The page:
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Charlotte Ling

Charlotte Ling

Professor

Charlotte Ling

Prolactin Suppresses Malonyl-CoA Concentration in Human Adipose Tissue

Author

  • L. A. Nilsson
  • C. Roepstorff
  • B. Kiens
  • H. Billig
  • Charlotte Ling

Summary, in English

Prolactin is best known for its involvement in lactation, where it regulates mechanisms that supply nutrients for milk production. In individuals with pathological hyperprolactinemia, glucose and fat homeostasis have been reported to be negatively influenced. It is not previously known, however, whether prolactin regulates lipogenesis in human adipose tissue. The aim of this study was to investigate the effect of prolactin on lipogenesis in human adipose tissue in vitro. Prolactin decreased the concentration of malonyl-CoA, the product of the first committed step in lipogenesis, to 77+/-6% compared to control 100+/-5% (p=0.022) in cultured human adipose tissue. In addition, prolactin was found to decrease glucose transporter 4 (GLUT4) mRNA expression, which play cause decreased glucose uptake. In conclusion, we propose that prolactin decreases lipogenesis in human adipose tissue as a consequence of suppressed malonyl-CoA concentration in parallel with decreased GLUT-4 expression. In the lactating woman, this regulation in adipose tissue may enhance the provision of nutrients for the infant instead of nutrients being stored in adipose tissue. In hyperprolactinemic individuals, a suppressed lipogenesis could contribute to an insulin resistant state with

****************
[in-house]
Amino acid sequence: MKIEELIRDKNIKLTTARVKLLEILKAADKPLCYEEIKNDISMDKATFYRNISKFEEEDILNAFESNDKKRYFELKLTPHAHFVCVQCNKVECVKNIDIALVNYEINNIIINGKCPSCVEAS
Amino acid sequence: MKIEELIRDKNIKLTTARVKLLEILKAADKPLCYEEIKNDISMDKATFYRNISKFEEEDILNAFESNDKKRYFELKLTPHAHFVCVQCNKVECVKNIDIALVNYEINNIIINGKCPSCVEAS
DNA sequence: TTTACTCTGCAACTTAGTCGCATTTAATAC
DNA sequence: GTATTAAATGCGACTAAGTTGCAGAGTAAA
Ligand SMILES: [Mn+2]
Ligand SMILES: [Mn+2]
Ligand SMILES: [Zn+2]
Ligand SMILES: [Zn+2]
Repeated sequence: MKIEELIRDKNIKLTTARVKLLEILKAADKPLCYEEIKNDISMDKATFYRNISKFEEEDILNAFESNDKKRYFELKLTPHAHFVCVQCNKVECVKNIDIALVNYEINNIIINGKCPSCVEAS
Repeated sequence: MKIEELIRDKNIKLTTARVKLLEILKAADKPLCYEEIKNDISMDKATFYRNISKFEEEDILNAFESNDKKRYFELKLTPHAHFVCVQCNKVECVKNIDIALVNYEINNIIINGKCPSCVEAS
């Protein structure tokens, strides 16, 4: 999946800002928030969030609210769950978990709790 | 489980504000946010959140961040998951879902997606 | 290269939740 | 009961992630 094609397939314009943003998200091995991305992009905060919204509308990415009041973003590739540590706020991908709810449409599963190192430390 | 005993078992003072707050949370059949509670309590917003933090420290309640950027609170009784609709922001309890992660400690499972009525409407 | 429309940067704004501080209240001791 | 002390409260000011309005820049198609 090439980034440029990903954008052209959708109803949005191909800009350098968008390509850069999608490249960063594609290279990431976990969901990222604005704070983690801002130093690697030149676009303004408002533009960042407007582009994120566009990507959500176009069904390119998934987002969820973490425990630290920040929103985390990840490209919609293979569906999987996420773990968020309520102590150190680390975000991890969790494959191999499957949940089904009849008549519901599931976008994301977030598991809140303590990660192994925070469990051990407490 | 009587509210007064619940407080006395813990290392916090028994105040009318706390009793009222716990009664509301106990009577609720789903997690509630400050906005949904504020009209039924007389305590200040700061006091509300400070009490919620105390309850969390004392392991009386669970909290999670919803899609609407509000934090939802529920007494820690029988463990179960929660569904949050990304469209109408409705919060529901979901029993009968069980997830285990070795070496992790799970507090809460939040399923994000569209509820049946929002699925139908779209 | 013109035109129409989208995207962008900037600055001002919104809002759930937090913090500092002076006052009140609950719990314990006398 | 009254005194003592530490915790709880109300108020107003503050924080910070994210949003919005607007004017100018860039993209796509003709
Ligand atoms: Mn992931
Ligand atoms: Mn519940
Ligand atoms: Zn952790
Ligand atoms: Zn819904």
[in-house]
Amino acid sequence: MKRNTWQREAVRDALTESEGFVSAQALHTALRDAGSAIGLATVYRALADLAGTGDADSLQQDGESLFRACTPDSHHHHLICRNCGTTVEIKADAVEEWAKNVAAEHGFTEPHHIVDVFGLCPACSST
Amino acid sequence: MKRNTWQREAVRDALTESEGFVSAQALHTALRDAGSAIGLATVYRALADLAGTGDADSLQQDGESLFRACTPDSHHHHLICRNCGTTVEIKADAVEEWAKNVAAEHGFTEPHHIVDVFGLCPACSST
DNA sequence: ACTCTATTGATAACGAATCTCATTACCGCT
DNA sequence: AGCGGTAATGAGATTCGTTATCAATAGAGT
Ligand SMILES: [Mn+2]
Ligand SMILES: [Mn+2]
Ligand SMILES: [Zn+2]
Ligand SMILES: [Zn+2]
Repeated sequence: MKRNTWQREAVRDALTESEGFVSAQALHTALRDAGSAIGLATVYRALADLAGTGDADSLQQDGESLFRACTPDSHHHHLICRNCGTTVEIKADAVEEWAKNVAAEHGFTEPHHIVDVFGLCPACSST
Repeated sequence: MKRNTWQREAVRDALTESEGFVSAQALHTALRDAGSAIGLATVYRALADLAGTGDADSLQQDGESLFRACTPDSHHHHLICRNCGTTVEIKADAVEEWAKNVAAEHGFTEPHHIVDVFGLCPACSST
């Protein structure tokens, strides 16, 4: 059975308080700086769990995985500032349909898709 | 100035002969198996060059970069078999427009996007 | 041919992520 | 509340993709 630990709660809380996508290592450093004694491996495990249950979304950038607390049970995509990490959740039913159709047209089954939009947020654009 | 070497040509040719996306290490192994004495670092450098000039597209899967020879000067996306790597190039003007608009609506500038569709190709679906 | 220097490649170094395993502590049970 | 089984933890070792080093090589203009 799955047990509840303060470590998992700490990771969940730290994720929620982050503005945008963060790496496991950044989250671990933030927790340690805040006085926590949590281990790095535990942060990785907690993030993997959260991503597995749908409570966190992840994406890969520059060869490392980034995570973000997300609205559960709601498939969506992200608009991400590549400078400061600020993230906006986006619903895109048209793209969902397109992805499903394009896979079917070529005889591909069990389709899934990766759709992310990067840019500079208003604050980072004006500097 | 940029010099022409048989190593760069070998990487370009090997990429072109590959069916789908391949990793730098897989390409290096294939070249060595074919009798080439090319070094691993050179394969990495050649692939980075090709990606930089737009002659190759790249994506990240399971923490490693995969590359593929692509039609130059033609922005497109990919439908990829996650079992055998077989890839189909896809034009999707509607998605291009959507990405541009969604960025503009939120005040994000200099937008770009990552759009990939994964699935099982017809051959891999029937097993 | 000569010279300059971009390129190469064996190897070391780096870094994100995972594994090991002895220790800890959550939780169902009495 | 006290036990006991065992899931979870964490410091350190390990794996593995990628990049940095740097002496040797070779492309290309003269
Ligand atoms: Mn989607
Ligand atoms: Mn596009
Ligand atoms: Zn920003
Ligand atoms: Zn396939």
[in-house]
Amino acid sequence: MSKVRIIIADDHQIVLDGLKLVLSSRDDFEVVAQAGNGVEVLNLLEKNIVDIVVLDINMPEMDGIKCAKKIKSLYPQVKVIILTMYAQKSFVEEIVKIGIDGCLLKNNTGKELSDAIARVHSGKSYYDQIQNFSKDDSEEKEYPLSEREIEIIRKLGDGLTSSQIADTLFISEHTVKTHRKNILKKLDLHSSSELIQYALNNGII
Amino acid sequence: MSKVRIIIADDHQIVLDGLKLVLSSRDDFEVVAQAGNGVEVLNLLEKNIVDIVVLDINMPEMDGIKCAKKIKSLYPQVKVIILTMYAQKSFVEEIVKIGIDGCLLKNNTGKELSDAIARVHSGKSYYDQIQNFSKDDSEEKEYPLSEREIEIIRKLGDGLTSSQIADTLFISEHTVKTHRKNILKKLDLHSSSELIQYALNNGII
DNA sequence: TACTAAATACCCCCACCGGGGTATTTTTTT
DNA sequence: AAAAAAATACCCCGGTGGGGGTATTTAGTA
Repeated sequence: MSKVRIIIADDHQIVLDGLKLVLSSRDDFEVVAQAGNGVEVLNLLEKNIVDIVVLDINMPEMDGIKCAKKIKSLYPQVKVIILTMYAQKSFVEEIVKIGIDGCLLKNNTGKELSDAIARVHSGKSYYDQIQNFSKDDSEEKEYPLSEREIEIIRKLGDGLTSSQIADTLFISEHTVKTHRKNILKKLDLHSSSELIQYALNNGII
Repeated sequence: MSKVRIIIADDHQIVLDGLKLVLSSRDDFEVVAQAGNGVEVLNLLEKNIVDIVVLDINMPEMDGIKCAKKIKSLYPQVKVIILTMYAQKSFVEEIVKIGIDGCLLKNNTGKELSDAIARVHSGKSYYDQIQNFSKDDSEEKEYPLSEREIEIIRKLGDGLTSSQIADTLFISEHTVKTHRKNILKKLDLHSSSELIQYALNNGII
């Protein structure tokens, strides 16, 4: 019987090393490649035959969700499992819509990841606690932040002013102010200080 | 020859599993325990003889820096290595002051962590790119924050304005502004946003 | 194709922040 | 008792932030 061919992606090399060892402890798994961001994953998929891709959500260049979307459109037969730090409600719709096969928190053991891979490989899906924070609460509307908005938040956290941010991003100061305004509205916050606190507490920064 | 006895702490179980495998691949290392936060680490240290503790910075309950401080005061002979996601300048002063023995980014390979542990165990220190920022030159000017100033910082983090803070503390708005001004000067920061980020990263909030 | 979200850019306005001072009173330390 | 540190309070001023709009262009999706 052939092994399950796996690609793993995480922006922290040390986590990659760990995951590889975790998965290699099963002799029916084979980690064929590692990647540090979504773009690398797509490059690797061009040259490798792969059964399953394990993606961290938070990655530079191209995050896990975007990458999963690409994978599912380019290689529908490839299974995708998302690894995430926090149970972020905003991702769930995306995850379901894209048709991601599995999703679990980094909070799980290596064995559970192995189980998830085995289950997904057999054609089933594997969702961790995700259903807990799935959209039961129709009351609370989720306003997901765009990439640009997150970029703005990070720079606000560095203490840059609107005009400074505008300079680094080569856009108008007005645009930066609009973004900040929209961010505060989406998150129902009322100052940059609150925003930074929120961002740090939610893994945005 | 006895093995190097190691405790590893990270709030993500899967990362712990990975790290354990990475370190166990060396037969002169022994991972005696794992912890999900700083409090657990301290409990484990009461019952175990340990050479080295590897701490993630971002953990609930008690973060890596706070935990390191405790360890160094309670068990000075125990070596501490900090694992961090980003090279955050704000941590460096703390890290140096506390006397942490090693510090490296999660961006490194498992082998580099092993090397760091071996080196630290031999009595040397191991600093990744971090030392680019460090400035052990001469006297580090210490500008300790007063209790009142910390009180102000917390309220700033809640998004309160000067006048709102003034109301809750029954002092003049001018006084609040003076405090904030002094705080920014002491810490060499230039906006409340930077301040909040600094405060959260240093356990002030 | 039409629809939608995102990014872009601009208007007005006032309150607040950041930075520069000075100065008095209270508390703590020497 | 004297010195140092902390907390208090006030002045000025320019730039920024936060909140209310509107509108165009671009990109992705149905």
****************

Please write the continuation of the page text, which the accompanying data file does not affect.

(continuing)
Department/s

  • Genomics, Diabetes and Endocrinology

Publishing year

2009

Language

English

Pages

747-751

Publication/Series

Hormone and Metabolic Research

Volume

41

Issue

10

Document type

Journal article

Publisher

Georg Thieme Verlag KG

Topic

  • Endocrinology and Diabetes

Keywords

  • retinol
  • glucose transporter 4
  • lipogenesis
  • acetyl-CoA carboxylase
  • binding protein 4
  • human adipose tissue

Status

Published

Research group

  • Genomics, Diabetes and Endocrinology

ISBN/ISSN/Other

  • ISSN: 1439-4286